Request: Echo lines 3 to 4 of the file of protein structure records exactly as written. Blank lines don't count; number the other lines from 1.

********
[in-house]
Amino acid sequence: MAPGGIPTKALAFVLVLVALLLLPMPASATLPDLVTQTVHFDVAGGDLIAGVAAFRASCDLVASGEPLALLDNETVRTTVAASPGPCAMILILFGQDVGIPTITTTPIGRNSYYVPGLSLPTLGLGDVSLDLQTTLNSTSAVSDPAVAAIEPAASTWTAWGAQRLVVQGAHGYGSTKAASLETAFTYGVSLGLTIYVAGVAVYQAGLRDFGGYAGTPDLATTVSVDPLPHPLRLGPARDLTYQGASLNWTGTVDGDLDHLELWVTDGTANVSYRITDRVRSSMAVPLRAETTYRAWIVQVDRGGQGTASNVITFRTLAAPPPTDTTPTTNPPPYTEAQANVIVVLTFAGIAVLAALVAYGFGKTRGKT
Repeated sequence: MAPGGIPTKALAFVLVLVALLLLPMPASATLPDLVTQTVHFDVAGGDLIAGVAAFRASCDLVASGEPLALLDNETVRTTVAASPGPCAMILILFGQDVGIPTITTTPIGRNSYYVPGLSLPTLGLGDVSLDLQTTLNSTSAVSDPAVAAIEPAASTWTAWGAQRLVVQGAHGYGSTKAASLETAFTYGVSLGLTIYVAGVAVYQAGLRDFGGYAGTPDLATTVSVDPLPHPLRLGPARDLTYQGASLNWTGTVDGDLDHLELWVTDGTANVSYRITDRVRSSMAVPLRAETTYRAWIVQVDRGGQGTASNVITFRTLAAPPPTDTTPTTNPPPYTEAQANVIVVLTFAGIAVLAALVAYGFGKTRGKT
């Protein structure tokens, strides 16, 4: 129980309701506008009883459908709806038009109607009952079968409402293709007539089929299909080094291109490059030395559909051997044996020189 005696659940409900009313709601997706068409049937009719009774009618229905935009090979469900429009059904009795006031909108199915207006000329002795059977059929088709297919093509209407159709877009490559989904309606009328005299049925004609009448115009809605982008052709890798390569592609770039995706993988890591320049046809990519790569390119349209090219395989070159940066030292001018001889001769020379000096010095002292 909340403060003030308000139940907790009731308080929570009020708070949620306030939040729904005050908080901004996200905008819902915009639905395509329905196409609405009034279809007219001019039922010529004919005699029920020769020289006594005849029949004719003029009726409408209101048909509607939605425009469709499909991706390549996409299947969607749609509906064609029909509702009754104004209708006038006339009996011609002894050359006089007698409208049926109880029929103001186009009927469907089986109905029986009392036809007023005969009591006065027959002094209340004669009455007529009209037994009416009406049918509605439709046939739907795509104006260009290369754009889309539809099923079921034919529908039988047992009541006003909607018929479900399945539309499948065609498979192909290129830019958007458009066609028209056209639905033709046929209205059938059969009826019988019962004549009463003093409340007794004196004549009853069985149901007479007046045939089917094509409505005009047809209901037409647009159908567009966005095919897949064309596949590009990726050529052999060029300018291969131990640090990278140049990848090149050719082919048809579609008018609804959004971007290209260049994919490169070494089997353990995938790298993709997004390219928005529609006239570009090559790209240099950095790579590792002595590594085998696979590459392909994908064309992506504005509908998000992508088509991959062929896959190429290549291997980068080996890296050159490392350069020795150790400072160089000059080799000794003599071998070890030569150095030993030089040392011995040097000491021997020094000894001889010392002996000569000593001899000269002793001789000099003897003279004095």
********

Repeated sequence: MAPGGIPTKALAFVLVLVALLLLPMPASATLPDLVTQTVHFDVAGGDLIAGVAAFRASCDLVASGEPLALLDNETVRTTVAASPGPCAMILILFGQDVGIPTITTTPIGRNSYYVPGLSLPTLGLGDVSLDLQTTLNSTSAVSDPAVAAIEPAASTWTAWGAQRLVVQGAHGYGSTKAASLETAFTYGVSLGLTIYVAGVAVYQAGLRDFGGYAGTPDLATTVSVDPLPHPLRLGPARDLTYQGASLNWTGTVDGDLDHLELWVTDGTANVSYRITDRVRSSMAVPLRAETTYRAWIVQVDRGGQGTASNVITFRTLAAPPPTDTTPTTNPPPYTEAQANVIVVLTFAGIAVLAALVAYGFGKTRGKT
């Protein structure tokens, strides 16, 4: 129980309701506008009883459908709806038009109607009952079968409402293709007539089929299909080094291109490059030395559909051997044996020189 005696659940409900009313709601997706068409049937009719009774009618229905935009090979469900429009059904009795006031909108199915207006000329002795059977059929088709297919093509209407159709877009490559989904309606009328005299049925004609009448115009809605982008052709890798390569592609770039995706993988890591320049046809990519790569390119349209090219395989070159940066030292001018001889001769020379000096010095002292 909340403060003030308000139940907790009731308080929570009020708070949620306030939040729904005050908080901004996200905008819902915009639905395509329905196409609405009034279809007219001019039922010529004919005699029920020769020289006594005849029949004719003029009726409408209101048909509607939605425009469709499909991706390549996409299947969607749609509906064609029909509702009754104004209708006038006339009996011609002894050359006089007698409208049926109880029929103001186009009927469907089986109905029986009392036809007023005969009591006065027959002094209340004669009455007529009209037994009416009406049918509605439709046939739907795509104006260009290369754009889309539809099923079921034919529908039988047992009541006003909607018929479900399945539309499948065609498979192909290129830019958007458009066609028209056209639905033709046929209205059938059969009826019988019962004549009463003093409340007794004196004549009853069985149901007479007046045939089917094509409505005009047809209901037409647009159908567009966005095919897949064309596949590009990726050529052999060029300018291969131990640090990278140049990848090149050719082919048809579609008018609804959004971007290209260049994919490169070494089997353990995938790298993709997004390219928005529609006239570009090559790209240099950095790579590792002595590594085998696979590459392909994908064309992506504005509908998000992508088509991959062929896959190429290549291997980068080996890296050159490392350069020795150790400072160089000059080799000794003599071998070890030569150095030993030089040392011995040097000491021997020094000894001889010392002996000569000593001899000269002793001789000099003897003279004095």